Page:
Issue 10305 - Define cells in formula that wont be addapted copying
Summary: Define cells in formula that wont be addapted copying
Status: CLOSED IRREPRODUCIBLE
Alias: None
Product: Calc
Classification: Application
Component: code (show other issues)
Version: 643C
Hardware: All Windows 2000
: P3 Trivial (vote)
Target Milestone: ---
Assignee: bettina.haberer
QA Contact: issues@sc
URL:
Keywords:
Depends on:
Blocks:
 
Reported: 2002-12-26 07:03 UTC by Unknown
Modified: 2013-08-07 15:15 UTC (History)
1 user (show)

See Also:
Issue Type: ENHANCEMENT
Latest Confirmation in: ---
Developer Difficulty: ---


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Description Unknown 2002-12-26 07:03:38 UTC
It would be great if I could tell OO, that there are cells that should not be
addapted in the formula when copying the cell containig the formula to a new
location. I think you could introduce a function in the formula editor to define
a link to a cell as static (something like fixcell(A1) or so). The cells in this
function would not get addapted to the new location when copying a cell
containing a fourmula with this expression to a new location.
Comment 1 lars 2002-12-26 07:25:57 UTC
this sounds like absolute references:

place a $ sign before each cell refernce you don't want to be updated:

=$A$1 in C5 and copy C5 to E3 => E3 has =$A$3 too.

you can also have only 1 $, so the other is a dynamic refernce.
There is also a toolbar option which you can find in the paste or 
insert category of the edit toolbar dialogue.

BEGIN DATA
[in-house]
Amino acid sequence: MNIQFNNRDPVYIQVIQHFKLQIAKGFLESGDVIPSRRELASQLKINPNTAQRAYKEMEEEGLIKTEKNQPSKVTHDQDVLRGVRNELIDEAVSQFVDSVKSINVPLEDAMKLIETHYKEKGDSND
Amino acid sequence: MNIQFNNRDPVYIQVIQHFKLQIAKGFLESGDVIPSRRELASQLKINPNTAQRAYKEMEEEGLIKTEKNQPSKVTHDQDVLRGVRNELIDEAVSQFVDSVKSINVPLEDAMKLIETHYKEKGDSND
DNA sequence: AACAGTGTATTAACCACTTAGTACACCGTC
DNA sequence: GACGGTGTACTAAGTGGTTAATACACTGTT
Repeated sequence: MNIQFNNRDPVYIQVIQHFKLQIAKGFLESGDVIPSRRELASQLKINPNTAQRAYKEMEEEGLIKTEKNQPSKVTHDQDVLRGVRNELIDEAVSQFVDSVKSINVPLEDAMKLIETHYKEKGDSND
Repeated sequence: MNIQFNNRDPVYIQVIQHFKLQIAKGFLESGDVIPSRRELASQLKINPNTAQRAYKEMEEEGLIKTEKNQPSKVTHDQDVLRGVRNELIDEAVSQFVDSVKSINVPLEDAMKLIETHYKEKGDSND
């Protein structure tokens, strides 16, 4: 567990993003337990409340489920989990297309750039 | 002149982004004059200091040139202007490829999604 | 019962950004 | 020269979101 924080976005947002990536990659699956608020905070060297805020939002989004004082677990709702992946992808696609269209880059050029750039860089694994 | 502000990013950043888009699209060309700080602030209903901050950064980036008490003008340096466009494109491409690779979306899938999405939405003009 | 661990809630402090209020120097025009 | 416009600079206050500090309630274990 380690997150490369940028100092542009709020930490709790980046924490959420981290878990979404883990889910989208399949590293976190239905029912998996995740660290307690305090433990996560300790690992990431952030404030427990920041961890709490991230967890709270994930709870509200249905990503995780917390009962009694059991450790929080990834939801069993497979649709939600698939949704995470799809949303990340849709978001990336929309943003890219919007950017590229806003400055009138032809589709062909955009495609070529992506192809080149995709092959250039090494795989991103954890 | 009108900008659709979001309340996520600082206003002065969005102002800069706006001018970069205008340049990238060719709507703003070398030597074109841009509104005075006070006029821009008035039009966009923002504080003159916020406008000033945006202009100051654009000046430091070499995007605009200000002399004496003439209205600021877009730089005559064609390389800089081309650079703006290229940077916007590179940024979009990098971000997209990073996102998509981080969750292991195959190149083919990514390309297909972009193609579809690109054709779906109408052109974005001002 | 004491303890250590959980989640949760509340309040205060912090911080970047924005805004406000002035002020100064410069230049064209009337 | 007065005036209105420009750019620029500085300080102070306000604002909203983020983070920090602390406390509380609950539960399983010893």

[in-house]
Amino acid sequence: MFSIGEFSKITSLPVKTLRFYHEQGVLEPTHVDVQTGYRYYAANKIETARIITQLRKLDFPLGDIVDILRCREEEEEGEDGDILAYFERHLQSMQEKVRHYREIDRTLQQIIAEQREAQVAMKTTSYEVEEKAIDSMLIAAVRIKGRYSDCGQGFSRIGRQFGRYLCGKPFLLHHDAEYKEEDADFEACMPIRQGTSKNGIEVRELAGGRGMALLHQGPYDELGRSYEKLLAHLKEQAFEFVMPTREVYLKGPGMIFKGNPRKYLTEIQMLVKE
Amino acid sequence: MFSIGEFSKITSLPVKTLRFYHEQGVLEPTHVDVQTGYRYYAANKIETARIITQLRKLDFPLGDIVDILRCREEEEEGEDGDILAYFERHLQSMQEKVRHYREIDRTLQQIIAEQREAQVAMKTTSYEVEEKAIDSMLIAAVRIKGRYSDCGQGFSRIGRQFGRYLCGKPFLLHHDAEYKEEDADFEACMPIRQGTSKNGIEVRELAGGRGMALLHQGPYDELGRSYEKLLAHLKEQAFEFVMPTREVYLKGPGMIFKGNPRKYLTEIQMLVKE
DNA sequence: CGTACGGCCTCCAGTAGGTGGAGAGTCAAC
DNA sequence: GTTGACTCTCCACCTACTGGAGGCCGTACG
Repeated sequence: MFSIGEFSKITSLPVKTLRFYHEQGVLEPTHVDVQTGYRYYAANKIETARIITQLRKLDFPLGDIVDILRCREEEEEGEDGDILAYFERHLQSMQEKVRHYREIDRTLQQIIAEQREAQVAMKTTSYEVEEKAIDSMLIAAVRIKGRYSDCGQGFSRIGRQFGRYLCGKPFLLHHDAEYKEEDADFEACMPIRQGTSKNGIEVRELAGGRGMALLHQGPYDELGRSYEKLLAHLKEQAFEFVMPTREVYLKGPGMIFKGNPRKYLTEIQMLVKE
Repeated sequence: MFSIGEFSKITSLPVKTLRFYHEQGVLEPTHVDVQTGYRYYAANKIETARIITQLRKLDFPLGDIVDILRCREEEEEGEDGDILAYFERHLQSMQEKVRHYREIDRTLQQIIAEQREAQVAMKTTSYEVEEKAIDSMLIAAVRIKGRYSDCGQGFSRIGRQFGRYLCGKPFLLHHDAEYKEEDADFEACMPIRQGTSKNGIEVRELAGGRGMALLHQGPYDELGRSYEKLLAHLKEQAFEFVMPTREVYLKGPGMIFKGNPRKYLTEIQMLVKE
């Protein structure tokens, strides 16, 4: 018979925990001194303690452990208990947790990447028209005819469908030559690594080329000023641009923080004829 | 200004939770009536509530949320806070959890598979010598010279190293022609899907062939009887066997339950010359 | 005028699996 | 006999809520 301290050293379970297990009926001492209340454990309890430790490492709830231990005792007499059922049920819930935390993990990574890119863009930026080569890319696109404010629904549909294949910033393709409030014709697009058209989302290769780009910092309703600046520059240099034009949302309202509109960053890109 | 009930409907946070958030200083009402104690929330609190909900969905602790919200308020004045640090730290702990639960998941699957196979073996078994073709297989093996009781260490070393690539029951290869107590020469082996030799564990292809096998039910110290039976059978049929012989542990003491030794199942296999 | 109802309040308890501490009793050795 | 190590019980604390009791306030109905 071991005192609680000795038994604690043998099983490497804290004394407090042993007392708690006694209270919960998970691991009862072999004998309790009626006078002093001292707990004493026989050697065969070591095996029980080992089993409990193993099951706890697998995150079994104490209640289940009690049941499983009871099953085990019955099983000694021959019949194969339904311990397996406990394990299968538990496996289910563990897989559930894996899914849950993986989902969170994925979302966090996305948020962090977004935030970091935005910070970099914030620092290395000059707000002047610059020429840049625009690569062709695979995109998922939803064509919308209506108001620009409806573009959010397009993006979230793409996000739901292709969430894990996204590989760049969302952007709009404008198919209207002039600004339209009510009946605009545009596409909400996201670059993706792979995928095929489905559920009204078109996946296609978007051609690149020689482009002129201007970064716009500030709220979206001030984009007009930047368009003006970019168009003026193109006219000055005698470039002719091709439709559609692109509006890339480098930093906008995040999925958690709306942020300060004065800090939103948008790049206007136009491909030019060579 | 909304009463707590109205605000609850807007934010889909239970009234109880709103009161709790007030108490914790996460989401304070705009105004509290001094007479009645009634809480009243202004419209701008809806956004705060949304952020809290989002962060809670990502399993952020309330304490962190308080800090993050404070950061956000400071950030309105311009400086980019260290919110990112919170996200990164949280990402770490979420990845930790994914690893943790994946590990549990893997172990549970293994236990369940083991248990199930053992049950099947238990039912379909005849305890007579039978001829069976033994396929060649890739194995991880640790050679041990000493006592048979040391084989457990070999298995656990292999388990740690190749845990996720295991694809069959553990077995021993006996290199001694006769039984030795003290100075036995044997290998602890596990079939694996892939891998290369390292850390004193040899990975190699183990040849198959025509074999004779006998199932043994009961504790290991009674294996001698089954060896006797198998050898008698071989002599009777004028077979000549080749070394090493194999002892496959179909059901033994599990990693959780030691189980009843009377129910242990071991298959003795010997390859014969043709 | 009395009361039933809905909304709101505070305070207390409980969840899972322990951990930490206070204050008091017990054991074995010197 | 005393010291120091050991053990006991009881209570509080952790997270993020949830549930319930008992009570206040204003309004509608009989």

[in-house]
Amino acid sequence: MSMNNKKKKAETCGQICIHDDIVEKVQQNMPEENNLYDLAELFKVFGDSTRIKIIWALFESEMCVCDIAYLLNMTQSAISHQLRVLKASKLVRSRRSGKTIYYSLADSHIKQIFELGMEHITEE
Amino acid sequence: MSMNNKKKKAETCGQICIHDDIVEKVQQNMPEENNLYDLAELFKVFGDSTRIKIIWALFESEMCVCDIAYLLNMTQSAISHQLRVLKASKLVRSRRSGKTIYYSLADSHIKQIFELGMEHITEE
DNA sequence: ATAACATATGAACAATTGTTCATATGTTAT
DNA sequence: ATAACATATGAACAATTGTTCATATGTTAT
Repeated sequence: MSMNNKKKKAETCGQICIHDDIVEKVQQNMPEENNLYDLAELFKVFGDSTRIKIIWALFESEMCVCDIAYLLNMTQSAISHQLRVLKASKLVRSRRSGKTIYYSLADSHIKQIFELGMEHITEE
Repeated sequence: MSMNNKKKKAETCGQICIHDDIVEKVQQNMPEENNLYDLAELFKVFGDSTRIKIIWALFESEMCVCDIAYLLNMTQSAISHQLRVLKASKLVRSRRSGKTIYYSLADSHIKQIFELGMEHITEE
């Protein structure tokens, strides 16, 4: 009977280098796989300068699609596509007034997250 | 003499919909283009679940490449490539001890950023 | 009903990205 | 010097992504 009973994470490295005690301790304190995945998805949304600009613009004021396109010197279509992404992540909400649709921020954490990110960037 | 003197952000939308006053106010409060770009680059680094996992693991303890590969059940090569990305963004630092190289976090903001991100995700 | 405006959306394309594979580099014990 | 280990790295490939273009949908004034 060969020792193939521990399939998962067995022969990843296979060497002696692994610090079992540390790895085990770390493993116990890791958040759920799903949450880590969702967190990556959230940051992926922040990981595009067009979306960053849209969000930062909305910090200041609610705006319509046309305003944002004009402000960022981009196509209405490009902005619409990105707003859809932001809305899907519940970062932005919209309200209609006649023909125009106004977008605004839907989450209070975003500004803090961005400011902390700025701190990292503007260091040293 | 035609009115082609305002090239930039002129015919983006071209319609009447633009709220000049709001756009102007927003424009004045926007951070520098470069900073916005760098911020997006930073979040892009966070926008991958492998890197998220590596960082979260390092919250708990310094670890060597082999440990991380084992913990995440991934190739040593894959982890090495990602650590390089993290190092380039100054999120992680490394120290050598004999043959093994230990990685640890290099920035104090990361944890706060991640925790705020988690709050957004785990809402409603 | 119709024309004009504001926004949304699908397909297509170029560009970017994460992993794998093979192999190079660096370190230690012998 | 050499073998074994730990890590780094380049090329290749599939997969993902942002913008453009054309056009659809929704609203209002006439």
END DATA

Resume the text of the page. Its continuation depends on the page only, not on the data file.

Comment 2 Unknown 2002-12-26 09:57:08 UTC
Sorry, couldn't find that. But this shows that this function isn't 
really intuitive. Wouldn't it be easier to find, if one could change 
these references when entering the formula? Maybe with a popup menu 
when right-clicking on the selected cells while editing the formula 
or so.
Comment 3 lars 2002-12-26 10:08:28 UTC
you should place the $ in front of column or row indices in your 
formula:

cell A3: you enter a formula like (without quotation marks) "=SUM
(B1:B10)".

if you place a $ in front of B and 1 and 10 and you copy the formula 
from its original cell to another cell, B,1 and 10 are not adjusted.
so "=SUM($B$1:$B$10)" remains this way.
Comment 4 daniel.rentz 2003-01-06 13:41:25 UTC
While editing a formula, you can alter the state of a reference:
Move the cursor into a cell reference and press SHIFT+F4 (repeatedly).
Comment 5 oc 2003-09-17 09:40:53 UTC
Hi Bettina, one4you
Comment 6 bettina.haberer 2004-01-21 17:46:13 UTC
That works like Daniel (dr) described.
Comment 7 bettina.haberer 2004-01-21 17:46:35 UTC
closed.